An enthralling and enormously creative second album...
'Distractions' artwork

The cover for Sauna Youth's second full-length presents the band as relatively unassuming types: casually poised in what appears to be pretty normal surroundings, it alludes to something typically inoffensive, but despite their namesake, Sauna Youth are indeed the antithesis of every safe, derivative band residing under the indie bracket in 2015.

A continuously evolving collective, both Sauna Youth and their sister band Monotony are essentially punk bands that embrace the contradictions that go with the stereotypical notion of punk, and it's this tendency to simultaneously subvert and embrace genres that makes them incomparable. For the sake of context, however, the Buzzcocks' seminal 'Spiral Scratch' EP still has the same pertinence now as it did back in 1977; though with less importance, there's a sneaking suspicion that 'Distractions' will have a similar effect in terms of endurance. While some albums with immediate appeal often reveal themselves to be hollow at the core, others simply enhance and improve over time, and 'Distractions' is a prime example of the latter. Essentially, this record was made for repeated listens.

It's a bold comparison to make, and while sharing only subtle sonic similarities with the Buzzcocks – such as the frantic, visceral urgency and an aversion to having gaps in between songs – they share more of a likeness with the Ramones. But it's not just punk that this band are informed by, as evidenced in the poppy brilliance of the guitar melodies and shout-along choruses. Instrumentally primitive, it's the lyrical idiosyncrasies that give the album its unique quality. What's more, every word is sung in unison by Calleja and Phoenix to create a voice of no specific gender, so everything is sung from multiple perspectives.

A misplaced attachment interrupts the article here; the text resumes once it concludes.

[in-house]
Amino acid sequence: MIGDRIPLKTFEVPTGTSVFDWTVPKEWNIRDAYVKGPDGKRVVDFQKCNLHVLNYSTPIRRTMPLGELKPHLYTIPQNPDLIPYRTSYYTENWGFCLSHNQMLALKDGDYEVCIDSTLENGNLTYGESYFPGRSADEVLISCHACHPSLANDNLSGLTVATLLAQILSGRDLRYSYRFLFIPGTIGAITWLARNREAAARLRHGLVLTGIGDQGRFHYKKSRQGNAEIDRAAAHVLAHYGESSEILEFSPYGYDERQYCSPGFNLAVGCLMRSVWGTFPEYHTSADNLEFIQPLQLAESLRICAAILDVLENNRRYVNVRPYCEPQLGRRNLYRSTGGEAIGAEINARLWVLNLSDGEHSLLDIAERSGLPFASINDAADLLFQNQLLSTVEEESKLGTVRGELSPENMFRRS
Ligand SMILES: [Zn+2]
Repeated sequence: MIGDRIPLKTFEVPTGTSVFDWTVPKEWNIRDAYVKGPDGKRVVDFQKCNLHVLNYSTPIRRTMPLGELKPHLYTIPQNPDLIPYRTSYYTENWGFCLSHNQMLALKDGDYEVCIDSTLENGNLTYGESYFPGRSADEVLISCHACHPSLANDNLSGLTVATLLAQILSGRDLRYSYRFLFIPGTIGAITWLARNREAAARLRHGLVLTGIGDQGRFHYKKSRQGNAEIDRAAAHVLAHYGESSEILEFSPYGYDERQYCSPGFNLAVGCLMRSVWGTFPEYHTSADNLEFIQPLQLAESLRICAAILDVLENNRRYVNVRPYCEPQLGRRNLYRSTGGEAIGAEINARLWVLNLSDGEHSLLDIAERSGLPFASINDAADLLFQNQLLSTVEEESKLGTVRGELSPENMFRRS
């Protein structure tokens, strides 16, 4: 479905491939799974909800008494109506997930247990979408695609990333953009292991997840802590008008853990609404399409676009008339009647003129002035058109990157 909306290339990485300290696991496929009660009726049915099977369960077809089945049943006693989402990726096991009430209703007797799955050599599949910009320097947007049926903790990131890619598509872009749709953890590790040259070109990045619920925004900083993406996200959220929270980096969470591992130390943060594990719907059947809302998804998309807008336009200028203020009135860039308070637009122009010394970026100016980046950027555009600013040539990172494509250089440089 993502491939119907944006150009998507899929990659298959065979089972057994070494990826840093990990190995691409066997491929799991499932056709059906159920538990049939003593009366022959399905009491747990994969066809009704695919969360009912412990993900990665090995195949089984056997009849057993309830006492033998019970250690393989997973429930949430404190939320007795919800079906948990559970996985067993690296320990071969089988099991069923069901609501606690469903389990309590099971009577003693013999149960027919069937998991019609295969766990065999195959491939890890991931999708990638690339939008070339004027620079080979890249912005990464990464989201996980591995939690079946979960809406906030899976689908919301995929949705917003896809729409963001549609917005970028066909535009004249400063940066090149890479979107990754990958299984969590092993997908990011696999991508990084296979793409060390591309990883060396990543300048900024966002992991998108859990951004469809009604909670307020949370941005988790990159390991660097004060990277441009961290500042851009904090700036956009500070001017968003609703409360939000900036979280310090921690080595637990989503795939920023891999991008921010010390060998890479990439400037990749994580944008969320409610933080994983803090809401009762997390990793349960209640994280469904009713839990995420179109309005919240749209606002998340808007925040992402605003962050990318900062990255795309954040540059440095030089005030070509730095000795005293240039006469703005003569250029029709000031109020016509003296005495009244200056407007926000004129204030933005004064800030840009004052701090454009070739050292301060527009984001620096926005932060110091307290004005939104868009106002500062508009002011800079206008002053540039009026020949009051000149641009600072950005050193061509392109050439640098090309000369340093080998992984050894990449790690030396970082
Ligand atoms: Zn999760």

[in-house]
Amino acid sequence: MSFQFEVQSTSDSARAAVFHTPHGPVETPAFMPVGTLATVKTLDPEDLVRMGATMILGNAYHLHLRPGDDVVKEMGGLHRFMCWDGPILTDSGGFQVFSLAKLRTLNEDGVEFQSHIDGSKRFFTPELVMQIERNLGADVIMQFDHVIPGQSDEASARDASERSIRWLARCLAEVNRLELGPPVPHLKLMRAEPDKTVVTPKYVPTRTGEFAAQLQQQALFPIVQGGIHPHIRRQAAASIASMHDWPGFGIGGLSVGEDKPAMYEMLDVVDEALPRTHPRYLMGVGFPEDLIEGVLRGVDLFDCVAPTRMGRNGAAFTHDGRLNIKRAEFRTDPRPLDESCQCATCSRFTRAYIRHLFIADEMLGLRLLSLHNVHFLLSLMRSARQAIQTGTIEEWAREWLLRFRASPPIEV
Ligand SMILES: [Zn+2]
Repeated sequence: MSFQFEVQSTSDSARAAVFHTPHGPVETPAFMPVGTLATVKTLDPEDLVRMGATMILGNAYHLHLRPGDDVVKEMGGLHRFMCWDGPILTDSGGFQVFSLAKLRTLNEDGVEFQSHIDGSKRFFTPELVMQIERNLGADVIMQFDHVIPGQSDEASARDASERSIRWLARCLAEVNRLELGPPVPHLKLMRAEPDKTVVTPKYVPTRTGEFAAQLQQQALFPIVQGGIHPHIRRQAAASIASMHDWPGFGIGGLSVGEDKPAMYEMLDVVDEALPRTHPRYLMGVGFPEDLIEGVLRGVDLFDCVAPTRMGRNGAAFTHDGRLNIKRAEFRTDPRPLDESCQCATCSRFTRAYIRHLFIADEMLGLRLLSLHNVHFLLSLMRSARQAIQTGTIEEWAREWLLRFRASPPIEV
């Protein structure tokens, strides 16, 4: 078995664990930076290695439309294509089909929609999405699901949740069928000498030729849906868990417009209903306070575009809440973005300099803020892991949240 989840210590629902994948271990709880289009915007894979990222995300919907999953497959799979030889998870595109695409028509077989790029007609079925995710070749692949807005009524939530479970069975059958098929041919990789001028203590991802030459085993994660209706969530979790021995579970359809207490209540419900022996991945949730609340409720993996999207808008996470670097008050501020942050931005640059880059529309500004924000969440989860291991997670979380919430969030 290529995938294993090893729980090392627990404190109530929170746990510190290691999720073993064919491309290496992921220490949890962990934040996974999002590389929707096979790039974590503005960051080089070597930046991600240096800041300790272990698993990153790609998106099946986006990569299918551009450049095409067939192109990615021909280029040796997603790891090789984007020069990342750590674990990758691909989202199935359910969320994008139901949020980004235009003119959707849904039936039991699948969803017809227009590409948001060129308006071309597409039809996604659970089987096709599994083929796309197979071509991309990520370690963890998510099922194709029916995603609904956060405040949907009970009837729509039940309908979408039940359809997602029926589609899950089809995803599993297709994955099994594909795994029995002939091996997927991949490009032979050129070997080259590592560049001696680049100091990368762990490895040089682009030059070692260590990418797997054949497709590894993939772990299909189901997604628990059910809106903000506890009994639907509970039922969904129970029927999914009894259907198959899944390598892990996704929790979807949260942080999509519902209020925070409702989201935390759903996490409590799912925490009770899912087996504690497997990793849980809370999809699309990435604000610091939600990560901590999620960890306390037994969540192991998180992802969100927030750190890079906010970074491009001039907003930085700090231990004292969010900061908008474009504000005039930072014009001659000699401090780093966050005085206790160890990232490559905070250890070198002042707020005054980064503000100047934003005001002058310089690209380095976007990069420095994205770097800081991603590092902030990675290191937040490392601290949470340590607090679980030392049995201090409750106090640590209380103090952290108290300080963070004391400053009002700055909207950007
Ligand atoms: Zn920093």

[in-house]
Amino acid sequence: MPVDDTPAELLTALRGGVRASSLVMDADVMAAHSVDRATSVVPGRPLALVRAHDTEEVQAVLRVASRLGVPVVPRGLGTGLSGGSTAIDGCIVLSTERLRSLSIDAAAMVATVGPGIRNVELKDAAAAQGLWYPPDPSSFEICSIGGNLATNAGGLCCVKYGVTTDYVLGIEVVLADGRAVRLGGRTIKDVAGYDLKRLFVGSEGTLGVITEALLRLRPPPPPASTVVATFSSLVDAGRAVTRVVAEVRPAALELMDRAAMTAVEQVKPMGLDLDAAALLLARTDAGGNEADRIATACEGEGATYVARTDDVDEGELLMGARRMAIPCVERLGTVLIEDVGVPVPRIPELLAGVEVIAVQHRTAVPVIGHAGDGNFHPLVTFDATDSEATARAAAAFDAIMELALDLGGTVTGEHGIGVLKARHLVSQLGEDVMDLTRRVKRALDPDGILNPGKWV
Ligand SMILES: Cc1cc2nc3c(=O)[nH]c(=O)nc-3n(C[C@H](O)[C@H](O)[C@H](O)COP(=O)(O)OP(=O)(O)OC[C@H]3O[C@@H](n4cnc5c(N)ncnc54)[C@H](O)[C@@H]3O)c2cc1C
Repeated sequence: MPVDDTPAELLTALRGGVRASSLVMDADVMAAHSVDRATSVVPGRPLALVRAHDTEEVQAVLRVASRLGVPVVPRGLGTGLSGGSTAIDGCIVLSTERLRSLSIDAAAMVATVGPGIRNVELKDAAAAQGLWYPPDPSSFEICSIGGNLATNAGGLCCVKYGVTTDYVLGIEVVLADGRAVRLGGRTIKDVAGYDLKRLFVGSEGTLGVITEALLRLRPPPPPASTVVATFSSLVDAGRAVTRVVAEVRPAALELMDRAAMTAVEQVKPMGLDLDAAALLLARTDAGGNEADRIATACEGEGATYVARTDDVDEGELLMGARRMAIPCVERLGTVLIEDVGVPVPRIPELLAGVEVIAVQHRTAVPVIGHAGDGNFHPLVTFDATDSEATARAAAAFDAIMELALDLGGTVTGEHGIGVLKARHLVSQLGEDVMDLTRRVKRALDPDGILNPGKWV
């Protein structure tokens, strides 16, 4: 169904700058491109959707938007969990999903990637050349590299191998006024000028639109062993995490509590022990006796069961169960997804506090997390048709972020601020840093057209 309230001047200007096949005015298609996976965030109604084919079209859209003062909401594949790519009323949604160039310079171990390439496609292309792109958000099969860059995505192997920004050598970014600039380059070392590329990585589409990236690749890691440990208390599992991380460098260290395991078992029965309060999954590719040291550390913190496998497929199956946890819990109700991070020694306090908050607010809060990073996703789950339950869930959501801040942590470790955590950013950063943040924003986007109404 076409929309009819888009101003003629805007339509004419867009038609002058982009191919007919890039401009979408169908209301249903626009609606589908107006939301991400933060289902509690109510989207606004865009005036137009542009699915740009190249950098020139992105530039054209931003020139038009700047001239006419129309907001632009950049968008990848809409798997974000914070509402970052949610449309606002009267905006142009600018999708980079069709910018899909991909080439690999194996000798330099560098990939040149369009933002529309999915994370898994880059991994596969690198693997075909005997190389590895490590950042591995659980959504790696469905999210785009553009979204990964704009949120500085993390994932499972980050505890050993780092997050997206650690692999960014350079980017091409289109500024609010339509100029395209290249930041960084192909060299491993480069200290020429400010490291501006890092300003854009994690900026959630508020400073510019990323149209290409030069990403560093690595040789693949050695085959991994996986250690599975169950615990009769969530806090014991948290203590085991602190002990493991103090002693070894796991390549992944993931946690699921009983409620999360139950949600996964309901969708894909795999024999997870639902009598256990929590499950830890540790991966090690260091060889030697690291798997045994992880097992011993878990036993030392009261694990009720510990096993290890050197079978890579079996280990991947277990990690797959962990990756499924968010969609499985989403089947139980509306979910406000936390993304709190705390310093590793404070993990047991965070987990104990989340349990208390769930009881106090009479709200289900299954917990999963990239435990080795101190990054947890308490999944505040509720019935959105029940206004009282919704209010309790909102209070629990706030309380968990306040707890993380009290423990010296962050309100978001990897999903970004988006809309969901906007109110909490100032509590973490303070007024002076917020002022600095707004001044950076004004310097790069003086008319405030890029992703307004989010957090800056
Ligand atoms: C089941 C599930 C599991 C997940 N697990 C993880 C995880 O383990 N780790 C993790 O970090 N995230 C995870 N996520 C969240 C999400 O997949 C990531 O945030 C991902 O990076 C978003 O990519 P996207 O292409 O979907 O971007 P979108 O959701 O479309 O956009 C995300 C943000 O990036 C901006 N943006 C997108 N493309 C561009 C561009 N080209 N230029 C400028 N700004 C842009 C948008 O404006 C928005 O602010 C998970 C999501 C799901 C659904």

It's difficult to choose a definitive, prevailing moment here, as each song has its own respective merits: 'Transmitters' is already a punk classic, and the bassy 'Modern Living' is frighteningly addictive, but it's the wonderful juxtaposition of the reflective 'Taking A Walk' – in which Jen Calleja's articulate, poetically surreal discourse is underpinned by little more than quiet drum beats and hushed, melancholic guitar lines – that is an unusual highlight. This, preceded by the dissonant 'Future Tense' makes the record pleasingly conflicting, just when you thought that the album was explicitly defined by chaos.

So what makes this group different to any other 'indie' band with a seeming reverence for the past? The regressive tendency in music is nothing new; it will always look to the past for inspiration for its own development, and a lot of it is essentially recycled and retrofitted to befit the era it exists in. Sauna Youth are a case in point, but rather than simply replicating bygone sounds of yore, they've incorporated a distinctively modern take on punk – perhaps aided by a persistent theme of contempt for modern life and the "technology age". In turn, they don't really sound like anything else out there at the moment, and their outward pessimism is a welcomed alternative.

Without getting too deep and meaningful and forgetting that 'Distractions' is simply an album of indelible punk jams, it's also the sound of a disillusioned and discontented generation, and their collective vitriol speaks volumes for the rest of us. If ever there was an appropriate case for not judging a book by its cover, then Sauna Youth would be it. Don't let this one pass you by.

8/10

Words: Hayley Scott

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